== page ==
Carmen Gómez will present her doctoral thesis on Tuesday, July 5th

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Carmen Gómez will present her doctoral thesis on Tuesday, July 5th

Carmen Gómez Arrebola, predoctoral researcher at the Microbial Pathogenesis Research Unit of Navarrabiomed, will be sitting her viva (Public University of Navarra) next Tuesday, July 5th at 11:30 in the examination hall of EDONA, Edificio El Sario (UPNA).

The doctoral work, entitled "Role of the two-component systems of Staphylococcus aureus in the susceptibility to complestatin and corbomycin and in gene regulation in the absence of phosphorylation”, has been developed at Navarrabiomed under the direction of Dr. Iñigo Lasa Uzcudun and Dra. Cristina Solano Goñi.

Staphylococcus aureus (S. aureus) is a versatile bacterium that can be found as a commensal on the skin of approximately 30% of the population without causing any problems. However, when it crosses the epithelial barrier and depending on the carrier's immune status, it can cause mild pathologies, such as abscesses, or severe ones, such as endocarditis or osteomyelitis. There is a wide range of drugs for the treatment of these pathologies, however, S. aureus has developed mechanisms that allow it to increase its resistance and evade the effect of these antibiotics. 

Bacteria have the ability to adapt to the changes that occur around them thanks to different detection and communication systems, including the so-called “two-component systems” (TCSs). Through them, the bacteria perceive what is happening around them and by modulating the expression of certain genes, can adapt to the changes occurred. The TCSs of S. aureus they have a very important role in the development of resistance to the various antimicrobials currently used in the clinical setting, as well as in the stimulation of growth in the form of biofilm, further increasing their resistance to antibiotics.
The appearance of strains of multidrug-resistant S. aureus has led to the alarming need to develop new antibiotics that allow the treatment of infections caused by these strains, as well as the need for progress in our knowledge on the molecular mechanisms that produce this increased resistance. 

Thesis abstract and results

During her doctoral thesis, Carmen Gómez has analysed the involvement of the TCSs of S. aureus in the susceptibility to two antibiotics of the glycopeptide family, complestatin and corbomycin, recently discovered. The results have shown that the VraSR system regulates elements of the bacterial wall that affect the susceptibility of this bacterium to both antibiotics.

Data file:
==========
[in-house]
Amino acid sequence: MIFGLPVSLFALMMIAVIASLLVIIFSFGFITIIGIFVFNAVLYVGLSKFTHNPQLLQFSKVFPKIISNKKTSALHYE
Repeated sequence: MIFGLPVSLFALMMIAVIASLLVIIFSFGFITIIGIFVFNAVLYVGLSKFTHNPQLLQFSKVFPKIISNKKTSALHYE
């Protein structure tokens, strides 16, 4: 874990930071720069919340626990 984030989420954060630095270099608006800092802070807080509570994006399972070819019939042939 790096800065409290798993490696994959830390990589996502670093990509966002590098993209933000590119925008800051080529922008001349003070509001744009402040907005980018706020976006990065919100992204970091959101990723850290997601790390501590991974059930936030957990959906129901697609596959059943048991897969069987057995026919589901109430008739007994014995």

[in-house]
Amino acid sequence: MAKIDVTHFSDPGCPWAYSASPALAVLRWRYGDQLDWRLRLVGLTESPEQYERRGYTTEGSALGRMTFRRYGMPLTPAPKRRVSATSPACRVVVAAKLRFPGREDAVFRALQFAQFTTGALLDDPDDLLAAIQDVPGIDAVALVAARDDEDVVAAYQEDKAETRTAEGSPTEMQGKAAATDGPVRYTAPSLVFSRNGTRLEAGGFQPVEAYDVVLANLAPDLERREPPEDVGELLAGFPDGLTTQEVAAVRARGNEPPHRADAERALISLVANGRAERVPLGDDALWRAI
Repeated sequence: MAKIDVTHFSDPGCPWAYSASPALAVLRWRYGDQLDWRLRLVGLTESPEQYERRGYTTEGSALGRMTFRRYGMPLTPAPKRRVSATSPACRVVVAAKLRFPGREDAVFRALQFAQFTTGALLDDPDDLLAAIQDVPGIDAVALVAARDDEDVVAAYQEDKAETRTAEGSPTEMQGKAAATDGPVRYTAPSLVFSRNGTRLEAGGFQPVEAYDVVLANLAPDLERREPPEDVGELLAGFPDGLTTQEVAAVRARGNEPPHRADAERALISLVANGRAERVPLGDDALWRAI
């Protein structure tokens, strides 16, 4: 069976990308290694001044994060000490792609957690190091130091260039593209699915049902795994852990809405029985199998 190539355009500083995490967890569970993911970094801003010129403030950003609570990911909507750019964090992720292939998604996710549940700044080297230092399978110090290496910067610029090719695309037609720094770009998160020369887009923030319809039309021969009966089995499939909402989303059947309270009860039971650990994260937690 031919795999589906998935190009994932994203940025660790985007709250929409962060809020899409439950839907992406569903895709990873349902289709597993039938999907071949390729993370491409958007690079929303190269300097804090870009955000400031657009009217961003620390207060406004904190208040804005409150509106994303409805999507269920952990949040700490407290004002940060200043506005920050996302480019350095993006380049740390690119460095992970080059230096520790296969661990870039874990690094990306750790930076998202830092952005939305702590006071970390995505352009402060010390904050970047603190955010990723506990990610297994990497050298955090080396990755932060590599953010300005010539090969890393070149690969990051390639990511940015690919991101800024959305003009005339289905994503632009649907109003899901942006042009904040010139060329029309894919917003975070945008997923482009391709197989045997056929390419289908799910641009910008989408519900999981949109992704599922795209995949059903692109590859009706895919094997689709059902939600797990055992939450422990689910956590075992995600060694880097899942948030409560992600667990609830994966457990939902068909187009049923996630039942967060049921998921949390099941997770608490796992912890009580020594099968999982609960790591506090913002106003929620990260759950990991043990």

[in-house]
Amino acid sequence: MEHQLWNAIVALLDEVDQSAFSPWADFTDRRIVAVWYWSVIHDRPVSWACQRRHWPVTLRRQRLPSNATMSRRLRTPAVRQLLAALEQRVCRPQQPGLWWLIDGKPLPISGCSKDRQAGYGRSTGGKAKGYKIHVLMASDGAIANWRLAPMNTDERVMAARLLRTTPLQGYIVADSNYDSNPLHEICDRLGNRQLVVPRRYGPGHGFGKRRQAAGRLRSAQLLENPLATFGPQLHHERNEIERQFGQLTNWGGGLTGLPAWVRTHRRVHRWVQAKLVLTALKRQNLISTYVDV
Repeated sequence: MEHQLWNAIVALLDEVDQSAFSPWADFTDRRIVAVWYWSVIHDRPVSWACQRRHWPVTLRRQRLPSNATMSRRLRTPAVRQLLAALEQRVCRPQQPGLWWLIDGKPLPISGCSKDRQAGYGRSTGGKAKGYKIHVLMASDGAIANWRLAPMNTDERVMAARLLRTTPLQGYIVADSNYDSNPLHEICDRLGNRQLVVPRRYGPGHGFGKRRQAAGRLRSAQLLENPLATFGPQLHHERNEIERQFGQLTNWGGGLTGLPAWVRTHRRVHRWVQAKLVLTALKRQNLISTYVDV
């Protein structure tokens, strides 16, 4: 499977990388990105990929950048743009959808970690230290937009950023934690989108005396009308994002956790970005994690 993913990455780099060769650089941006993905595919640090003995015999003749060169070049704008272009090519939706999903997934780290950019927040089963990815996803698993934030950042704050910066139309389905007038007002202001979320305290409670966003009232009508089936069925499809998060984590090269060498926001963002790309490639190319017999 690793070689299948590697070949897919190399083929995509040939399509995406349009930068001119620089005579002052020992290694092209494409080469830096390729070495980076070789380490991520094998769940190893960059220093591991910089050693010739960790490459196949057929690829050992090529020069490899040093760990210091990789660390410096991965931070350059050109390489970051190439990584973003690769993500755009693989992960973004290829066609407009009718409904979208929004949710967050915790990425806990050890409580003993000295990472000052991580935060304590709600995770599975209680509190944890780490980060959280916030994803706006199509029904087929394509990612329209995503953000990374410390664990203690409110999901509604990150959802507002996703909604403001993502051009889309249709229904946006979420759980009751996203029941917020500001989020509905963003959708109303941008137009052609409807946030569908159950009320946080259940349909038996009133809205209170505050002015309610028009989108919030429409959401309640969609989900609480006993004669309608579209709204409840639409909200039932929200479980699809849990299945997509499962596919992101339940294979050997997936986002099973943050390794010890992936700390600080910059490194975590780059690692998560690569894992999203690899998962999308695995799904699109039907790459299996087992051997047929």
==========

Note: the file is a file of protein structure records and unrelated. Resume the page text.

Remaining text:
Another part of the study has been devoted to analyse the regulation by TCSs in their non-phosphorylated form. It has traditionally been considered that the response regulators of TCSs exercise their regulatory function in their phosphorylated state, and that in their non-phosphorylated state, they have no regulatory activity. However, considerable evidence shows that TCSs in their unphosphorylated state also exert gene expression modulation functions. After a review of the existing evidence regarding the regulation by TCSs in their non-phosphorylated state, the work has delved into the regulation of biofilm formation by ArlRS TCS. The results obtained suggest that ArlR regulates the expression of the main exopolysaccharide of the S. aureus biofilm in both its phosphorylated and non-phosphorylated state. 

Disclosure and financing

The work carried out has led to the scientific publication, “Regulation of gene expression by non-phosphorylated response regulators”, published in International Microbiology. A second publication entitled “Staphylococcus aureus susceptibility to corbomycin and complestatin depends on the VraSR two component system” has been submitted and is in the process of being reviewed. 

In addition, it has been disseminated at the 31st European Congress of Clinical Microbiology & Infectious Diseases (ECCMID) and the XXVIII Congress of the Spanish Society of Microbiology.
For the development of the thesis, Carmen Gómez had a predoctoral contract from the UPNA. Research has received funding through the calls for Aid to R&D&i projects 2017 of the Ministry of Economy, Industry and Competitiveness and Aid to R&D&i projects 2020 of the Ministry of Science and Innovation, granted to the projects:

  • “Functional characterization of the molecular determinants for the adaptation of Staphylococcus aureus to virulence”.  BIO2017-83035-R. 
  • “Non-contiguous operons: a new level of gene regulation in bacteria”. PID2020-113494RB-100.